updated, the question becomes: Where do you center all this stuff?
If cataloged by Microsoft Office suites or some infinitely cheaper,
yet capable, shareware, probably much of the day-to-day stuff can
be based in the boss’s own system. The rest can be farmed reliably
to an outsource server, which can daily update, tend, and reshuffle
the data on demand. Costs are minimal, particularly compared with
the necessary hardware purchases required for in-house storage.
In choosing such a such an outside web host, Cortes advises,
is the main issue. Be it a web host, or shareware vs. Microsoft, you
get the support system you pay for." Generally a local web host
physically nearby proves best. In any case, make sure dedicated backup
is part of the contract.
technical toys. But the real question you have to keep asking yourself
is what works best for you? Some transfers will always be best made
on paper. The whole concept of `multimedia’ is to provide you choices,
not to make you conform to a system."
Right here, right now in central New Jersey, scientists
are working on genetically manipulating mice and pigs to achieve new
breakthrough in medical technology and drug development.
Mice and pigs — no problem there for most of us. But, as Princeton
University biologist Lee M. Silver
the object of scientific inquiry will be the genetic alteration of
people. Sooner or later, Silver predicts, geneticists will be able
to genetically modify human embryos so that children can be born with
new genes that were not present in either parent.
Silver will address some of the ethical implications on Thursday,
October 18, at the 10 a.m. meeting of 55 Plus at the Jewish Center
of Princeton, 435 Nassau Street. The non-sectarian 55 PLus is an
group of retired men or those with flexible work hours. It meets on
the first and third Thursdays of each month from September through
May. For information call 609-737-2001 or E-mail email@example.com
Silver’s topic has the same title as his recent book: "Remaking
Eden: How Genetic Engineering and Cloning will Transform the American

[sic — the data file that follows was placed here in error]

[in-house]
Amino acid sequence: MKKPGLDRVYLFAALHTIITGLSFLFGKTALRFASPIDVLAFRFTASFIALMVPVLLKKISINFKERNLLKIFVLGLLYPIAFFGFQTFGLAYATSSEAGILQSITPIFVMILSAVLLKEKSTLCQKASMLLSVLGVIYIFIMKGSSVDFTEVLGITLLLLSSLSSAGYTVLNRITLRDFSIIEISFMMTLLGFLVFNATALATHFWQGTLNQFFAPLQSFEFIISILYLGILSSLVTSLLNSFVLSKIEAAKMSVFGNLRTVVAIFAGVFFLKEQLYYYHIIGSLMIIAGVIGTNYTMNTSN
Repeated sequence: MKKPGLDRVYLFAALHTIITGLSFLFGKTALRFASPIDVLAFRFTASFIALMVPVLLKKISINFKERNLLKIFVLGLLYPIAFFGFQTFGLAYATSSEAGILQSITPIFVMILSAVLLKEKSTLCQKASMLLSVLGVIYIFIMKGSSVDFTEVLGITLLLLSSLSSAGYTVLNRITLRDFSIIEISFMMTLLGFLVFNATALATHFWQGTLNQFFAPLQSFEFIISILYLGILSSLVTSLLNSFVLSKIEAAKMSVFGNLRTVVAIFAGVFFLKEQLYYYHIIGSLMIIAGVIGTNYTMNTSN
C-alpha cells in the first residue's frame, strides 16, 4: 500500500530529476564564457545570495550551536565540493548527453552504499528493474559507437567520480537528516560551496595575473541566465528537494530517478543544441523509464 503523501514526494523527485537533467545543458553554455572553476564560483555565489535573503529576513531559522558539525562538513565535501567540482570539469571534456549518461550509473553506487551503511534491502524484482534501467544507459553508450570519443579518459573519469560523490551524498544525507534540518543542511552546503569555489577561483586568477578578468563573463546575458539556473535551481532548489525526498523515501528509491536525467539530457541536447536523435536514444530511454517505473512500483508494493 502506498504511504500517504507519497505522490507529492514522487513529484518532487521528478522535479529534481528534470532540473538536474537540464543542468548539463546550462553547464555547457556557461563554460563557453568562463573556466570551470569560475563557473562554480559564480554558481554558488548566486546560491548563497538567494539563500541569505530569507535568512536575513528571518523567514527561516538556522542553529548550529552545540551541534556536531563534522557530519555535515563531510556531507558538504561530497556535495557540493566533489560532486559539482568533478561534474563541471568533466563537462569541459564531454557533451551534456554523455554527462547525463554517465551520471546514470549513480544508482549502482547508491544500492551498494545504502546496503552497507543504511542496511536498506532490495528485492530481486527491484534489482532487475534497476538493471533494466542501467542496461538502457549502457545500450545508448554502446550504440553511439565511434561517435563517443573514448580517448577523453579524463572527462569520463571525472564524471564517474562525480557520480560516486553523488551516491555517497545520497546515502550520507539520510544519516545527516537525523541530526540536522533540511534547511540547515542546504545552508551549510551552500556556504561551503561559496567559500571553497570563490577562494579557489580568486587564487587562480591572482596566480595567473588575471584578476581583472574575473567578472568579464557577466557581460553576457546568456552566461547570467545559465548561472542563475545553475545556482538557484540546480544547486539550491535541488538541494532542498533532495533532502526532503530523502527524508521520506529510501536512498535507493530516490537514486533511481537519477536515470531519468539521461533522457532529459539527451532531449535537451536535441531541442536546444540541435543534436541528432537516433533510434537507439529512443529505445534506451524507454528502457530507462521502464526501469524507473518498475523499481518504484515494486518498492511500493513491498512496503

"It all boils down to two strong desires," Silver said in
a 1999 interview with U.S. 1, "the desire to have one’s own
children, and the desire to `advantage’ one’s children as much as
Comparing biotech to transportation, Silver says that this decade
marks the birth of biotechnology. Two hundred years ago, horses were
the major means of transportation, and now mankind is almost ready
to land on Mars. Given that amazing improvement, it is hard to imagine
where biotechnology will be in 200 years.
For those who object to repro-genetics on ethical or religious
Silver points out the similarities between the polio vaccine and a
genetic vaccine. Almost everyone gets the polio vaccine, so why can’t
the genetic vaccine be made available? Would it be wrong for parents
to give their child a gene (say, an anti cystic fibrosis gene) that
some other child gets naturally?
Everyone is going to draw the line in a different place, and curing
fatal diseases will obviously get more support than upgrading IQs.
Possible uses of repro-genetics:
fibrosis, Tay Sachs, and muscular dystrophy. "Even the Vatican
approves of this," says Silver.
diseases such as cancer, obesity, heart disease, diabetes, or
Some people would allow the pre-birth elimination of cystic fibrosis
but would insist on treating asthma with drugs after birth.
for AIDS resistance, longevity, and resistance to senility.
physical beauty, or perfect pitch.
justice, whether rich families should be allowed to
their children genetically when poorer families cannot. "Is it
wrong to start life with a huge advantage that other families can’t
afford?" asks Silver. His answer: It’s the American way, and it
is going to happen, whether or not ethicists approve. Rich families
send their children to the best schools and give them every advantage.
Meanwhile poor families can’t afford to buy their children a computer.
"If it is right for after birth — why not before?" he
However, principles of social equality might lead society to reject
the use of a technology that could greatly widen the gap between
and non-affluent people and societies.
Silver is a Professor at Princeton University in the Department of
Molecular Biology and the Woodrow Wilson School of Public and
Affairs. He graduated from Harvard University with a Ph.D. in
His book has been published in 15 languages. Dr. Silver was a member
of the New Jersey Bioethics Commission Task Force formed to recommend
reproductive policy for the New Jersey State Legislature, and has
testified on reproductive and genetic technologies before